“Leader” isn’t just a title you’re given at your job. It’s a way of being in which you take accountability not only for your actions but your outcomes. A leader isn’t afraid to commit to their vision because they know that failure is a mindset, not a reality. Anyone can be an accountable leader if they follow these four steps:
1. Take a personal inventory.
Every leader must take personal inventory of their strengths, weaknesses and the ego traps they’re likely to get caught up in.
Strengths are the things a person is really good at it, either naturally or because they’ve had practice. For example, someone might be a great orator or they might have a knack for seeing complex patterns. They might have tremendous compassion and be a great manager of people, or they might be a visionary who can see where culture is headed before everyone else. It’s important for a leader to know their strengths so they can capitalize on them, hone them and put their energy and time into activities that utilize those strengths.
Weaknesses are the opposite of strengths — things that a person isn’t that great at. The person who is a great manager of people might not be a great project manager due to poor organizational skills. The great orator might be bad at planning ahead and the creative visionary may not be very good at everyday administration. The leader should also know their weaknesses so they can either try to strengthen them or delegate tasks that require those skills to someone else.
Knowing your common ego traps is perhaps the most important personal inventory a leader can take. Ego traps are those reactivities you’re likely to have. For example, one leader might be quick to anger when someone disagrees with them, while another leader might become fearful in unknown situations. Some leaders get so caught up in wanting to be perfect that they don’t take action, while other leaders will do anything to be seen as the best, including lie about or ignore mistakes. It’s important that leaders know these things about themselves so they can catch when it’s happening and take the necessary steps to reverse it. Falling into our ego traps is easy to do and totally human, but it prevents leaders from being accountable and is something all leaders must actively work on.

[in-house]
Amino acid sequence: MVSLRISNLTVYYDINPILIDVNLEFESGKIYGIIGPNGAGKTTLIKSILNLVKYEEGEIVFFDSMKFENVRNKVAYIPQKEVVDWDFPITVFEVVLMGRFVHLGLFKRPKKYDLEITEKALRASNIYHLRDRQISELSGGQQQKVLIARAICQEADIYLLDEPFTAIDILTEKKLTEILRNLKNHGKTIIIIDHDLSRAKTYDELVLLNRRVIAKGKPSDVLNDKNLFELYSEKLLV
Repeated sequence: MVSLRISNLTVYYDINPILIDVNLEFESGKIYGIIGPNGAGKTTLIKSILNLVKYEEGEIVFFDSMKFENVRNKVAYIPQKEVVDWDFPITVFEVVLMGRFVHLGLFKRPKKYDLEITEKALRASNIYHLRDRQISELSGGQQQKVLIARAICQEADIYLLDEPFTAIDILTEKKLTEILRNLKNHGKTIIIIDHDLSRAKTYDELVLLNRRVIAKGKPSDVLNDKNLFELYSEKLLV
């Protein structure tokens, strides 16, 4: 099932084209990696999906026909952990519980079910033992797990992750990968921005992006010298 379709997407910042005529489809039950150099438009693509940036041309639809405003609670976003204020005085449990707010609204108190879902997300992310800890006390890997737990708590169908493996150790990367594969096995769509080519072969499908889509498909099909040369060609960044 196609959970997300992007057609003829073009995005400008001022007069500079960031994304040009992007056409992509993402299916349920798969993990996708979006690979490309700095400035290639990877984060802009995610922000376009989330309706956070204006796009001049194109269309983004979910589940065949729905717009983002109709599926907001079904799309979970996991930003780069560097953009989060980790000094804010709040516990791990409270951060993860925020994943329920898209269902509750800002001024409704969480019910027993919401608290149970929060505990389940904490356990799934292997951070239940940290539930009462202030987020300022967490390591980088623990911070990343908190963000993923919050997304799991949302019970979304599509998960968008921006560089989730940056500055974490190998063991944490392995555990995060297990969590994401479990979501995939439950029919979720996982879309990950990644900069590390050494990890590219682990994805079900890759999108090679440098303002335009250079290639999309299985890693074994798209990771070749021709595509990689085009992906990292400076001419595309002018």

2. Get clear on outcomes.
One of the ways leaders avoid accountability is not being clear on what they’re being accountable for. When we have vague or nonexistent ideas of where we’re going, we don’t have to be accountable because we don’t even know where we’re going or what we’re trying to accomplish. Purposeful and clear outcomes are the prerequisite to accountability.
When determining desired outcomes, really think about where you want to go and why. In a business setting, this will be your business outcome. What is your vision for the company? If your goals were achieved, what would that look and feel like, and what would be the ultimate purpose? Business leaders often get lost in standard metrics and goals, but as leaders, we need to look toward what kind of world we’re creating, both inside and outside of our organization. In personal leadership accountability, your outcomes will likely be the experience you want to have. If you want more money, think about why you want it and what the purpose is. If you have a health goal, think of your purpose for being healthy and what kind of life experience you’re looking for.
Only once we have clear, specific and purposeful outcomes can we be accountable to them. Otherwise, we are chasing metrics, numbers and task-completion that doesn’t mean anything and doesn’t lead us where we want to go.
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3. Take action.
This one might seem obvious, but you’d be surprised how many leaders avoid taking action. Why? Because once you take action, you have to be accountable for your goals. It’s easy to plan and imagine and think about the action you want to take, but actually doing it puts you in the vulnerable position of being able to fail. The good news, as I said before, is that failure is a mindset, not a reality. No one fails unless they stop learning. Taking action is courageous and required if you want to be an accountable leader.
4. Learn and adjust.
Perhaps the most important step of being an accountable leader is the commitment to learning and adjusting. We can’t know what lies ahead in the unknown, so we can only plan and predict to the best of our ability based on a guess and look at patterns from history. Our first attempts will be far from perfect and they likely will not get us where we want to go. To reach our desired outcomes, we must be willing to let ourselves fail so that we can learn and make adjustments. Accountable leaders never stop learning, and they know that getting on the field or in the ring, even if they get knocked out sometimes, is the best and quickest way to learn.
When we move toward our goals, dreams or desired outcomes in life and in business, we are going to fumble along the way and leaders know that the obstacles and difficulties they encounter are not there to thwart them but rather to help them learn.
This article was first published via Forbes and on the B State Blog.